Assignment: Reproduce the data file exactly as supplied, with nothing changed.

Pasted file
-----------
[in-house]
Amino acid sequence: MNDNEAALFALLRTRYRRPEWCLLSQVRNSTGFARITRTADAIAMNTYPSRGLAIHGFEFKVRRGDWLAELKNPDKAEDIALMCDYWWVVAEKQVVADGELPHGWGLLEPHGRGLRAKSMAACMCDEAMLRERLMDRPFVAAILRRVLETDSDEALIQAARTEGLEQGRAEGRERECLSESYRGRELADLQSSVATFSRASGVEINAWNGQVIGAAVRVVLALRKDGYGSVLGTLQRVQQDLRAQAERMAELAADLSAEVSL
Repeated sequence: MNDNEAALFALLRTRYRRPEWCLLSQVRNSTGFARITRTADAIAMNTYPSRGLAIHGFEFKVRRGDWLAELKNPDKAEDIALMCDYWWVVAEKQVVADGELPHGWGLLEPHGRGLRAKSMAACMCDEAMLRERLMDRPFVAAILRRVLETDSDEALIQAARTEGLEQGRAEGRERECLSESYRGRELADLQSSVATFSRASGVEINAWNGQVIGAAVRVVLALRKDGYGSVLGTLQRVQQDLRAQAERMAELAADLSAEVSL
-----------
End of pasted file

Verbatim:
[in-house]
Amino acid sequence: MNDNEAALFALLRTRYRRPEWCLLSQVRNSTGFARITRTADAIAMNTYPSRGLAIHGFEFKVRRGDWLAELKNPDKAEDIALMCDYWWVVAEKQVVADGELPHGWGLLEPHGRGLRAKSMAACMCDEAMLRERLMDRPFVAAILRRVLETDSDEALIQAARTEGLEQGRAEGRERECLSESYRGRELADLQSSVATFSRASGVEINAWNGQVIGAAVRVVLALRKDGYGSVLGTLQRVQQDLRAQAERMAELAADLSAEVSL
Repeated sequence: MNDNEAALFALLRTRYRRPEWCLLSQVRNSTGFARITRTADAIAMNTYPSRGLAIHGFEFKVRRGDWLAELKNPDKAEDIALMCDYWWVVAEKQVVADGELPHGWGLLEPHGRGLRAKSMAACMCDEAMLRERLMDRPFVAAILRRVLETDSDEALIQAARTEGLEQGRAEGRERECLSESYRGRELADLQSSVATFSRASGVEINAWNGQVIGAAVRVVLALRKDGYGSVLGTLQRVQQDLRAQAERMAELAADLSAEVSL